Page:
12. Ch3 HW#2 7 – 11 7) When is a measurement precise but inaccurate? Ex: triple beam balance that is broken 8) Comment on accuracy & precision a) 99 out of 100 shots made. b) 99 out of 100 hit front rim but bounce off. c) 33 out of 100 made, rest miss. 9) Sig Digs a) 143g b) 0.074 c) 8.750x10-2 Ng d) 1.072 km e) 10800 cm f) 5.00 dm3

  13. Ch3 HW#2 7 – 11 7) When is a measurement precise but inaccurate? Ex: triple beam balance that is broken 8) Comment on accuracy & precision a) 99 out of 100 shots made. Acc and prec b) 99 out of 100 hit front rim but bounce off.Prec, not acc c) 33 out of 100 made, rest miss. Not acc, not prec 9) Sig Digs a) 143g b) 0.074 c) 8.750x10-2 Ng d) 1.072 km e) 10800 cm f) 5.00 dm3

  14. Ch3 HW#2 7 – 11 7) When is a measurement precise but inaccurate? Ex: triple beam balance that is broken 8) Comment on accuracy & precision a) 99 out of 100 shots made. Acc and prec b) 99 out of 100 hit front rim but bounce off.Prec, not acc c) 33 out of 100 made, rest miss. Not acc, not prec 9) Sig Digs a) 143g b) 0.074 c) 8.750x10-2 Ng 3 2 4 d) 1.072 km e) 10800 cm f) 5.00 dm3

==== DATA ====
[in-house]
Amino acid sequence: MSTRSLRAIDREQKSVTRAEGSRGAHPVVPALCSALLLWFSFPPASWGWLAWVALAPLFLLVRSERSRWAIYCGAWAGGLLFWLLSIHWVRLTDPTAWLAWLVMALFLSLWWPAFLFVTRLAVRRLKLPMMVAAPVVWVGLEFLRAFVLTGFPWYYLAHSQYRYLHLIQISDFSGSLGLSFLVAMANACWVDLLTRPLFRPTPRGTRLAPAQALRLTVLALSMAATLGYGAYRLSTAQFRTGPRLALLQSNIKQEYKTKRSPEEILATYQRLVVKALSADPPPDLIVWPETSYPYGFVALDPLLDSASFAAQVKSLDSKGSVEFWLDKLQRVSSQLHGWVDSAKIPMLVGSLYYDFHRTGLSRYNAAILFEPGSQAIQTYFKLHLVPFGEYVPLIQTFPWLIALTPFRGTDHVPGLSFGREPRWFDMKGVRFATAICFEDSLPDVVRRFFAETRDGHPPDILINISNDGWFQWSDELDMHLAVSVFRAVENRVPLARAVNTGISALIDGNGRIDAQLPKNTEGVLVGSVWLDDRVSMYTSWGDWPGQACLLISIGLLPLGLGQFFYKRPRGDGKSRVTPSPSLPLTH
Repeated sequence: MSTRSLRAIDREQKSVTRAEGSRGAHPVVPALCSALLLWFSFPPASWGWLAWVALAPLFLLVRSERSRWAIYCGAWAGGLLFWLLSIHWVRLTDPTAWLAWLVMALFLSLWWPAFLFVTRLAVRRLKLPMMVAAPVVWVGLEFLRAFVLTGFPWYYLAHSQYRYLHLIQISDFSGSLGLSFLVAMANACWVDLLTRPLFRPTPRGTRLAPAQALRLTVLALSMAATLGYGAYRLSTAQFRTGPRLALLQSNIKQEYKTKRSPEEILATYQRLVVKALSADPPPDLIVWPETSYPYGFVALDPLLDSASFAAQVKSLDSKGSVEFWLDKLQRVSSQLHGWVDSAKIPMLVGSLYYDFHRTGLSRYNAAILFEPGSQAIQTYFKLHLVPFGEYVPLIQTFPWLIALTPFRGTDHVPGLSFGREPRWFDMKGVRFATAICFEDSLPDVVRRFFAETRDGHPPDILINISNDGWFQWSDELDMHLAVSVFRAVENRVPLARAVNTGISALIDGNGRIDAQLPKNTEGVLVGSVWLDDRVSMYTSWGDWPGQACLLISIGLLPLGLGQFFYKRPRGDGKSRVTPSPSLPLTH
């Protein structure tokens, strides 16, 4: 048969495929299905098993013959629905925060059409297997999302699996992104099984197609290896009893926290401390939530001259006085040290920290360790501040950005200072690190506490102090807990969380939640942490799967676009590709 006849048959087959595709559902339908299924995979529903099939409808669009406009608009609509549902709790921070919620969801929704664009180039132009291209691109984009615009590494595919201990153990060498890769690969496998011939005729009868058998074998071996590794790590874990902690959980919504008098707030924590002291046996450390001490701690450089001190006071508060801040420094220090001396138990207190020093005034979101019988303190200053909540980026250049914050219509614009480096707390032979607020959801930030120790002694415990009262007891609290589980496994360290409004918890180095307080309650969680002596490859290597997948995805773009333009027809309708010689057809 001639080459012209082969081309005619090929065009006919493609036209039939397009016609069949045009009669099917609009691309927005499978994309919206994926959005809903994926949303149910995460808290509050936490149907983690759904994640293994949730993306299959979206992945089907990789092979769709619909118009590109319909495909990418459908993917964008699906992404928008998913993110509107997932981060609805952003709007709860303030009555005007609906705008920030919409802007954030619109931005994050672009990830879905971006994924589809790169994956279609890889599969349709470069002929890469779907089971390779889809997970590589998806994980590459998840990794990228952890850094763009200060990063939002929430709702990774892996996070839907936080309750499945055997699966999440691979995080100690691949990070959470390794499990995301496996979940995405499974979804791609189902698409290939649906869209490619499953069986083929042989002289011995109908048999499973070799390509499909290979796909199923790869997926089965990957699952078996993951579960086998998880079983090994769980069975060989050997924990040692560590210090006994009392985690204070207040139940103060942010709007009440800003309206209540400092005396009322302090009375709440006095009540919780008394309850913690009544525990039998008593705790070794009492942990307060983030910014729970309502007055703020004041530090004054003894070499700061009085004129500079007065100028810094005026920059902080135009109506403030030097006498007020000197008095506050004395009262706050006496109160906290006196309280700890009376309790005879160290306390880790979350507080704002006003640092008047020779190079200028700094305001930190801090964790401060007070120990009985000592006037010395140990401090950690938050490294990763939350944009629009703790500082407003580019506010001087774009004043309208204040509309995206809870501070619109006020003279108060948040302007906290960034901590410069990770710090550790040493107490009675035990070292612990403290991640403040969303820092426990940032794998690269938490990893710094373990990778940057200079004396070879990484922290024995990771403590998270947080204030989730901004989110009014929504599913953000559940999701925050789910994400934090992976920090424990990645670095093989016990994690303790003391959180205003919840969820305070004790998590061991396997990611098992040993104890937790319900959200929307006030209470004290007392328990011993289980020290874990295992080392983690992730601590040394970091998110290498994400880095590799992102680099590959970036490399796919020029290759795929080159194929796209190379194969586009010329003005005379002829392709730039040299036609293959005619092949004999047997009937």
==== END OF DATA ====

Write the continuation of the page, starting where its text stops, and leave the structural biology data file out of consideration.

15. Ch3 HW#2 7 – 11 7) When is a measurement precise but inaccurate? Ex: triple beam balance that is broken 8) Comment on accuracy & precision a) 99 out of 100 shots made. Acc and prec b) 99 out of 100 hit front rim but bounce off.Prec, not acc c) 33 out of 100 made, rest miss. Not acc, not prec 9) Sig Digs a) 143g b) 0.074 c) 8.750x10-2 Ng 3 2 4 d) 1.072 km e) 10800 cm f) 5.00 dm3 4 3 3

  16. 10) Round to 3 sig digs a) 98.473 L b) 0.00076321 g c) 57.048 m d) 12.17 0c e) 0.0074983x104 mm 11) Round to 3 sig digs a) 87.073 m b) 4.3621x108 m c) 0.01552 m d) 9009 m e) 1.7777x10-3 m

  17. 10) Round to 3 sig digs a) 98.473 L b) 0.00076321 g c) 57.048 m 98.5 0.000763 57.0 d) 12.17oC e) 0.0074983x104 mm 11) Round to 3 sig digs a) 87.073 m b) 4.3621x108 m c) 0.01552 m d) 9009 m e) 1.7777x10-3 m

  18. 10) Round to 3 sig digs a) 98.473 L b) 0.00076321 g c) 57.048 m 98.5 0.000763 57.0 d) 12.17oC e) 0.0074983x104 mm 12.2 0.000750x104 11) Round to 3 sig digs a) 87.073 m b) 4.3621x108 m c) 0.01552 m d) 9009 m e) 1.7777x10-3 m